13. What a fab photo! A good one for the next caption competition methinks????? She's the double of my partridge Silkie, Squib, who is in the slammer again for 3 days to snap her out of being broody. She hadn't done it at all this winter, so a part of me hoped she'd got it out of her system, but no. *sigh*
  14. Congratulations! I'm with Olly on the Ted Hooper book. It's my beekeeping bible. I'd also recommend a "starting with bees" type book as Ted can be a bit daunting for a beginner. I also used Paul Peacock's book and found it really useful to get me through the first year. I'd definitely recommend joining your local BKA for advice, support and insurance reasons. Glad to hear you've got a mentor. It is so useful to have someone experienced to answer all those questions you are bound to have. Good luck!
  15. MedusA

    Bee progress!

    We've now carried out two full inspections (on some of the warmer days). We did lose one colony over winter. The old queen we united back (because the new queen didn't get properly mated) failed to come back into lay so the colony just dwindled away. All our surviving colonies are building up at an alarming rate and we've been warned to be on the look out for early swarming preparations in this area. They have drones being produced already, but no sign of queen cups yet. We've even got two supers on a couple of colonies already as they are bringing in loads of nectar, with the weather being unseasonably warm. The current cold snap may slow them down a bit though.
  16. MedusA

    Advice please!!!

    What an excellent idea OSH! I have bad wrists and really struggle with the weight of a full super too. I'm a huge Omlet fan for the Eglu and Cube, but agree with Olly, Nationals are the hives for me. A budget cedar flat pack hive from T***ne's is currently £145 delivered, so a lot cheaper than the Beehaus. My biggest concern with them initially was sterilization of parts (you just need a blowtorch for a wooden hive) but I gather the NBU has now agreed that soaking in a hypochlorite or caustic soda solution is possible. Regardless of that, you would need 2 hives at least (by the second year), whatever you choose. As with anything in beekeeping, it's totally your choice. Whatever suits you and your bees. Good luck!
  17. Sadly had to have one of my first batch of ex-batts PTS last week. She had (I think) peritonitis and I went the week before to have her PTS but the vet talked me out of it and suggested trying a course of antibiotics. She had a week of them but never improved . She ended up waddling upright like a penguin, bless her. We took her back last Monday and insisted the deed was done. She looked so peaceful afterwards, I knew we'd done the right thing. Sweet chooky dreams Thymey-Whymey. Here she is not long after we got her.....still a bit baldy-waldy. Sadly, I think her fellow ex batt Rosie is going the same way and won't be long before she joins her. Still, they've had almost 2 happy years out of the cage, trashing the garden and being proper hens. I got them in April 2010 from Ian and Mollie at Coventry BHWT. Parsley, their other friend is, I am happy to say, still laying and still as naughty as ever.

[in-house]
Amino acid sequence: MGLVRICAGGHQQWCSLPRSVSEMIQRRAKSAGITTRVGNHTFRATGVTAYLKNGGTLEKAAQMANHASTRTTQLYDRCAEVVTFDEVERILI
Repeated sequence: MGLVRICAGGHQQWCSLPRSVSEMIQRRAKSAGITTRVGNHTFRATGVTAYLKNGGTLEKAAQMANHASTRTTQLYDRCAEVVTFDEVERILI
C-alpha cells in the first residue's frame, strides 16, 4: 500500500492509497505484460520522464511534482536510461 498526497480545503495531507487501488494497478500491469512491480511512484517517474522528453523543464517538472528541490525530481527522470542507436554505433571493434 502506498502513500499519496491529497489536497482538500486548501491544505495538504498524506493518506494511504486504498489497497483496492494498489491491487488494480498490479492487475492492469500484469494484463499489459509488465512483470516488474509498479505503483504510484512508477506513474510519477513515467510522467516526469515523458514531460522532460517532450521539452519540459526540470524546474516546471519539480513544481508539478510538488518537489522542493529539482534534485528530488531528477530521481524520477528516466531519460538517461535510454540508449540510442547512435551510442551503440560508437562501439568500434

18. MedusA


    I buy a big block and cut it up into slices that fit in those plastic "Chinese" containers. I put on one at a time and it gives me a more accurate picture of how much the bees are taking. I cut a container-shaped hole in the centre of a block of 50mm polystyrene and put that inside an eke with bubble wrap over the fondant container and then the roof. They have definitely needed the fondant as we had quite a wasp problem robbing the hives of winter stores due to the mild weather. My bees have been flying quite a lot this winter, unlike last year!
  19. I can't preach as I'd be the first there to take on this chook if it were me. I agree you should be cautious though and find out the background of this hen and check it would be OK to add it to your flock before agreeing to rehome it. I always isolate new hens for 2-3 weeks anyway to make sure they are healthy before slowly introducing them to my girls. Do keep us posted.
  20. So sorry to hear your sad news. I have only ever found one of my hens dead unexpectedly. I think she had a stroke, as she'd been right as rain the evening before. It's hard to know what to do for the best. What a fabulous pic to remember her by though. RIP little chook.
  21. Oooooh! Gorgeous girlies! I adore my Silkies. I don't tell the other girls this, but they are my favourites, especially Muggle, my little Cuckoo Silkie who has the most endearing waddling run. Her pendulous crop flops from side to side alarmingly but doesn't appear to cause her any problems. Her friend Squib is Partridge, very prone to broodiness and quacks like a duck. They are so friendly and like to be cuddled which makes them a big hit with children when I take them to our allotment fairs. I have vowed always to have at least 2 Silkies in my flock.
  22. Thay are adorable. I would so love some Frizzles one day. I think the cuckoo one looks like a feather duster! Salt (white) and Pepper (cuckoo)?
  23. Yep! That's Silkies for you! I love my two to bits but Muggle in particular is very dense. I'm pleased to say that since I got my new ex-batts in October, I've been swimming in eggs. But then again, I have got 13 chickens and only about 4 or 5 of them are laying.
  24. Thank you all for your lovely comments. They are now in with the big girls and settling in quite nicely. I did section off part of the WIR for a while, but they kept escaping, so now they are fully mingling. They are still very flighty at the moment and difficult to catch for a cuddle, but I'm hoping that they will calm down soon. I haven't dared let them free range with the other girls yet, but at least they get the run to themselves for a couple of hours a day.